Lots of factors are buried in here. The shift towards hosted solutions means less reliance on techies with white coats within organisations, whether law firms or corporates. That in turn makes software suppliers, who now control the data, the people best-placed to do the ancillary work. Corporates are waking up (albeit rather slowly in the UK) to the idea that they can help themselves by controlling the data in situ, with their own resources and therefore with less dependence on either their lawyers or providers.
This does not mean that either the lawyers or the third party providers are out of a job. Recent US decisions (O’Keefe, Victor Stanley and, at the beginning of July, Peskoff v Faber, all point to the serious downside of getting it wrong – making inadequate searches, waiving privilege, failing to deactivate deletion processes, for example – and it is a bold company which substitutes initiative for proper advice. Nevertheless, the installation of network-based management and collection tools – preferably with a lawyer as part of the roll-out team – is an obvious trend. Lawyers in the UK can either go with this and be part of the process, or be left out. Rather too many are taking the latter course by default.
Allied to this, in the US at least, is the final point I will pull from the article – lawyers are raising their game, acquiring new skills and offering new services. Socha and Gebmann put it thus:
Law firms aggressively sought to expand the breadth and depth of EDD-related services they offer. They, along with services and software providers, have been promoting litigation readiness and early case assessment. When and how corporations will respond remains to be seen.
A certain cadre of law firms spent the year beefing up their EDD capabilities. They added, or tried to add, e-discovery staff at all levels. They strove to buy or build attorneys who can focus on EDD, and have sent those attorneys into the market to educate current clients and draw in new ones.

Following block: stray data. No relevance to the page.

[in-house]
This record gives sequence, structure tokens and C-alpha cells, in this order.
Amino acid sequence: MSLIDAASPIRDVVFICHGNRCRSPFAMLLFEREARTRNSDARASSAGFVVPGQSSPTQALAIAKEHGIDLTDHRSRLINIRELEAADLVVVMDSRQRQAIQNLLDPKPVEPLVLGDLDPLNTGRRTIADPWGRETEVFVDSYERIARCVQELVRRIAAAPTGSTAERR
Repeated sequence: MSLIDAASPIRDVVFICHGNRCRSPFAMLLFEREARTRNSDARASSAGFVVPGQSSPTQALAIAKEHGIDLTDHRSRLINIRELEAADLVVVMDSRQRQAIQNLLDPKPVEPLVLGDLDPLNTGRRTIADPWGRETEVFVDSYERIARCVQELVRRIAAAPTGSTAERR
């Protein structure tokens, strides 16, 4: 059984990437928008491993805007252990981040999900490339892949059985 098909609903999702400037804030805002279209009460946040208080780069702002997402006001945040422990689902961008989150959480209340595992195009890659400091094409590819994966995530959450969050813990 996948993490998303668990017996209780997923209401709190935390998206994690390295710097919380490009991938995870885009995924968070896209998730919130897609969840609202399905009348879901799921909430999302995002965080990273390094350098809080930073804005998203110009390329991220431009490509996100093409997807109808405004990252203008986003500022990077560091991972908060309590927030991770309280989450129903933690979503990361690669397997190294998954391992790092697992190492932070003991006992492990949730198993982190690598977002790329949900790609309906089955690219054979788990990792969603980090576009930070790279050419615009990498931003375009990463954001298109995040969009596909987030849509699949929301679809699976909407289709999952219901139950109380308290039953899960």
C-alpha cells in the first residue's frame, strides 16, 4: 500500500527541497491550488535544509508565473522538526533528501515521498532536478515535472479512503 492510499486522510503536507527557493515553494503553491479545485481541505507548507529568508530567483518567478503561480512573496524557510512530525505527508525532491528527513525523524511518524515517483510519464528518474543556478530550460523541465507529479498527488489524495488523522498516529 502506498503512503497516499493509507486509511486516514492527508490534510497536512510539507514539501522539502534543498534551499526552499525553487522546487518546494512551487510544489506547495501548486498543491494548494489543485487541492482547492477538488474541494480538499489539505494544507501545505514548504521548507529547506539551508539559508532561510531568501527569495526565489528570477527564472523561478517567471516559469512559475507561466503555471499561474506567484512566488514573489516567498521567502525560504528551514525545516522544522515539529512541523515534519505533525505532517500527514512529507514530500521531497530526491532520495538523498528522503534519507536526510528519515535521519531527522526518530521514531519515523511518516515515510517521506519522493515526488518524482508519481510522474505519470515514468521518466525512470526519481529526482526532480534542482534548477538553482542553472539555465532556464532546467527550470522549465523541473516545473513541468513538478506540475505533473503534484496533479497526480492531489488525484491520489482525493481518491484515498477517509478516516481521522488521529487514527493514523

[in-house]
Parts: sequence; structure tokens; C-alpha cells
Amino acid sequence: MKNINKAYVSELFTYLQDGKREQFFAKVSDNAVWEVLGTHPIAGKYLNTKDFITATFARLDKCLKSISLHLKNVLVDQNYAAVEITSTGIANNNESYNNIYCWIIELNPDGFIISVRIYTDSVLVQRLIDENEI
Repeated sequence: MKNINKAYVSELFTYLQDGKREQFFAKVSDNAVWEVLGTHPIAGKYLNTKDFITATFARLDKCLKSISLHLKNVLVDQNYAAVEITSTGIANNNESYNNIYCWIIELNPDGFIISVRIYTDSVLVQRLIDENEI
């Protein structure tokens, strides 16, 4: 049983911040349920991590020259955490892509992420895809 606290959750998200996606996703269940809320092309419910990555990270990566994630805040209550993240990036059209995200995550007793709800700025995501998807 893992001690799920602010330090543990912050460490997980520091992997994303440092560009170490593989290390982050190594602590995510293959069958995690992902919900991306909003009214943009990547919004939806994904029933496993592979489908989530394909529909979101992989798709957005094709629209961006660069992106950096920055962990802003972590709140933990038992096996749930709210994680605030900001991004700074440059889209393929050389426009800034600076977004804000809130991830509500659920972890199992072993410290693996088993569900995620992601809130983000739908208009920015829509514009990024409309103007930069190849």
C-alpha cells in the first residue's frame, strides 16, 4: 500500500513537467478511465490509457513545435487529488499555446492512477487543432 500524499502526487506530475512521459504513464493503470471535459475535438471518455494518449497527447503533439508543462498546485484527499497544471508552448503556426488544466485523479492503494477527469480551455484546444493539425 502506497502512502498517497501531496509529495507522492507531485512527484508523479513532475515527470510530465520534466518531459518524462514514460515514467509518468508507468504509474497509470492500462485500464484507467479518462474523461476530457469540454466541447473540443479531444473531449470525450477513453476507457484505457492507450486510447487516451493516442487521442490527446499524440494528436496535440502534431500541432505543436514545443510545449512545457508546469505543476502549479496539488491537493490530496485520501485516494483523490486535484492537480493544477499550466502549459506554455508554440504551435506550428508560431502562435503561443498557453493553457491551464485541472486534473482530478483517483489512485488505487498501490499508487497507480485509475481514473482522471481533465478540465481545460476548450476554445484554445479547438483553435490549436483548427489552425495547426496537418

They sought better EDD directors, EDD project managers, EDD anything. As reported last year, however, the major barrier to growth in this area is the ability to find, train and retain competent and qualified staff. Turnover and talent migration from organization to organization continues at a high rate.
These are the firms who seek to pre-empt the shift of work either to non-lawyers or into the clients’ own teams by extending their service offerings beyond the traditional role of lawyering. This is the working out of Professor Richard Susskind’s prediction in his book The End of Lawyers, that the work traditionally performed by lawyers will break into “identifiable and discrete pieces” done by whoever has the skills to do each of those pieces economically and efficiently (see my post Richard Susskind the End of Lawyers from which you will see that Socha and Gelbmann’s conclusions bear out predictions which I made nearly a year ago).
There is no sign yet, I have to say, that UK lawyers recognise either the threat or the opportunities implicit in all this. If I was Head of Legal at a corporate client, I would be pressing to know what my lawyers were doing to prepare themselves – and me – for the changing times. For some, the crunch will come with a litigation case or a regulatory enquiry. For others, it will be privacy or data protection which will hit them between the eyes when they are not ready.
If I were the lawyer, I would be recruiting someone to help me answer that question.